The television images beamed live across the world last week looked more like scenes from a film rather than real-life scenes being played out in the heart of a modern European city: Hundreds of thousands of furious citizens, their fists raised in anger, literally taking over Barcelona’s streets, riot police in frightening black gear and helmets, their faces covered with black masks, firing rubber bullets into riotous crowds and mercilessly beating up people with truncheons.
Such gruesome images are unlikely to fade away from memory anytime soon. They remind us of the complex, turbulent and often violent history that one thought Spain has left behind. The Spanish police unleashed this terror on unarmed citizens of the far north-eastern province of Catalonia who were voting in a referendum that the Constitutional Court and the central government had stubbornly refused to recognize.
The referendum was intended to decide whether wealthy Catalonia should proclaim independence from Spain. The government strained every nerve to scuttle the vote. Riot police were sent to polling stations and confiscate ballot boxes.
The Catalans yelled: “Out with the occupying forces!” and sang the anthem of Catalonia. More than 900 people were injured in clashes with the police. King Felipe IV, in a rare TV appearance, accused Catalan leaders of shattering democratic principles and dividing society by disrespecting “the powers of the state”, and putting “at risk the economy of Catalonia and even of Spain”, and for their “unacceptable disloyalty”.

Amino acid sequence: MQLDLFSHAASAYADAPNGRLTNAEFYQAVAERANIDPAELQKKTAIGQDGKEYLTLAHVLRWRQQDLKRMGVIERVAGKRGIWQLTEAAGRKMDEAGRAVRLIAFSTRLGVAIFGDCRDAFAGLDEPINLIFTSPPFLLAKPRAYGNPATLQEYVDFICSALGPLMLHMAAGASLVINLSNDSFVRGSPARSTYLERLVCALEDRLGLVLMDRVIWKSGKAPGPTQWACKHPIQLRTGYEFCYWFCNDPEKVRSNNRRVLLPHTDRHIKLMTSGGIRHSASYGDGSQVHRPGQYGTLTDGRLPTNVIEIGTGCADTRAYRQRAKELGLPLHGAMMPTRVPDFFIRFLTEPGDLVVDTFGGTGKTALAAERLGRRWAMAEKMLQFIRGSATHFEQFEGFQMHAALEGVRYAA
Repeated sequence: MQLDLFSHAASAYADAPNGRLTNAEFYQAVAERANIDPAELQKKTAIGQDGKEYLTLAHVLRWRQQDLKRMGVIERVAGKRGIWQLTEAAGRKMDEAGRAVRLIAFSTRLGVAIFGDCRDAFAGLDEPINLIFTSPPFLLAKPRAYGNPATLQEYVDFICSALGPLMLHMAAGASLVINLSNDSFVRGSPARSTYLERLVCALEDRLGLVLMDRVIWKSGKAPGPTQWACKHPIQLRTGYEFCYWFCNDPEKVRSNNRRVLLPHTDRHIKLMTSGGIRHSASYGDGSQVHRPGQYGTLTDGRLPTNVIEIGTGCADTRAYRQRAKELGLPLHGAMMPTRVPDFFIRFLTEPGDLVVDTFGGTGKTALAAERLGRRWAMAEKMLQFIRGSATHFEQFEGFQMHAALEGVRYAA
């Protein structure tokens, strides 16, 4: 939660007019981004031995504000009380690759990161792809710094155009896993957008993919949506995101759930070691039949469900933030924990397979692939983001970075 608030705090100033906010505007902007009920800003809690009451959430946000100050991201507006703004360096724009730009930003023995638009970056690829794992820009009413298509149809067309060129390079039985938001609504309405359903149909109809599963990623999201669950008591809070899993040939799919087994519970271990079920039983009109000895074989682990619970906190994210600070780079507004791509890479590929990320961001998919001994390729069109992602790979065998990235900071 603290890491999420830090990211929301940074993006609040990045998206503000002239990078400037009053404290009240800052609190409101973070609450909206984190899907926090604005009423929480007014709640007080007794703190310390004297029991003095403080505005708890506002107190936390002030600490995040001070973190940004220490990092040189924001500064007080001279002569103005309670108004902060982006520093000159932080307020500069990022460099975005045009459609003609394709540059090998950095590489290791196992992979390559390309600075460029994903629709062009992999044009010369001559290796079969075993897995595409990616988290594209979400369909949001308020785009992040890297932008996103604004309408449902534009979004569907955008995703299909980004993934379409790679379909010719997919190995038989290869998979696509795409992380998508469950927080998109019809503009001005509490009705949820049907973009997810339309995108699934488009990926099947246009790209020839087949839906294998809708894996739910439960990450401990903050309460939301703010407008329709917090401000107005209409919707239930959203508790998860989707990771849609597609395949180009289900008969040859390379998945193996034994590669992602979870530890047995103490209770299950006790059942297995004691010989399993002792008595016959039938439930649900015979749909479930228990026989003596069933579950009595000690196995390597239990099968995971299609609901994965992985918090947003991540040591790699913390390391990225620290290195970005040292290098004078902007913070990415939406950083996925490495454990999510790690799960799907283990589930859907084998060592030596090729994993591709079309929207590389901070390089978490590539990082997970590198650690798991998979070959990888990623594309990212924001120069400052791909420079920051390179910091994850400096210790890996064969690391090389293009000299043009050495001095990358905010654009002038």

Separatist sentiments and protests are not confined to Jammu & Kashmir alone. Last week, The Independent published a map showing separatist movements with secessionist tendencies all over Europe, from Provence in France to Bavaria in Germany and Corsica in Italy, in Scotland, Crimea, and elsewhere. These upsurges are likely to draw inspiration and momentum from Catalonia. The European Commission is naturally weary, and has called for “unity and stability” in the fourth largest Eurozone country. Spain’s federal model and the right to self-determination have already divided the political parties and given rise to demands for Constitutional reforms to make Spain a “plurinational state”.
The referendum, which has resulted in the worst constitutional crisis in decades, has been rejected by the Federal Government as illegal and unconstitutional. Spain’s Constitutional Court had ordered suspension of the vote, which irrespective of the outcome will have no legality. Though only a minority of 40 per cent of Catalonia’s population were expected to vote, the brutal crackdown has angered Catalonians in general.
They are up in arms as seldom before in Spain’s turbulent history. The regional Prime Minister, Carles Puigdemont, has announced that 90 per cent of almost 2.3 million voters had voted “Yes” to secede from Spain and he might as well proceed to declare independence.
Complex societies are the products of their complex histories, and Spain has one of the most complex societies among European nations, often described as ‘a federation all but in name’, indeed a federation without federalism. Spain was a dictatorship under General Francisco Franco from 1939 till his death in 1975.
The present Constitution of Spain came into force in 1978, when the country became an Autonomic State ~ Estado de las Autonomias ~ comprising 17 Autonomous Communities (AC) that enjoyed varying degrees of autonomy through an extensive decentralization of power and responsibilities which are called ‘competences’. It was a constitutionally-framed ‘shared rule’, based on a concept of a sub-state nacionalidade that was shaped by historical realities as well as identity politics to somehow keep the federation intact. During its long history, Spain has been a dominant colonial power in Europe, along with Britain and France.
Like France, it has experimented with republicanism, dictatorship, democracy and had to contend with anarchy, violence, civil war and bouts of prolonged political instability. It has a multilingual population which is widely divergent in terms of the economy, territory, demography, ethnicity, and culture. There is a strong Castilian majority with a number of minority nationalities ~ Catalonia, Galicia and the Basque Country ~ each with its distinctive history, culture and language.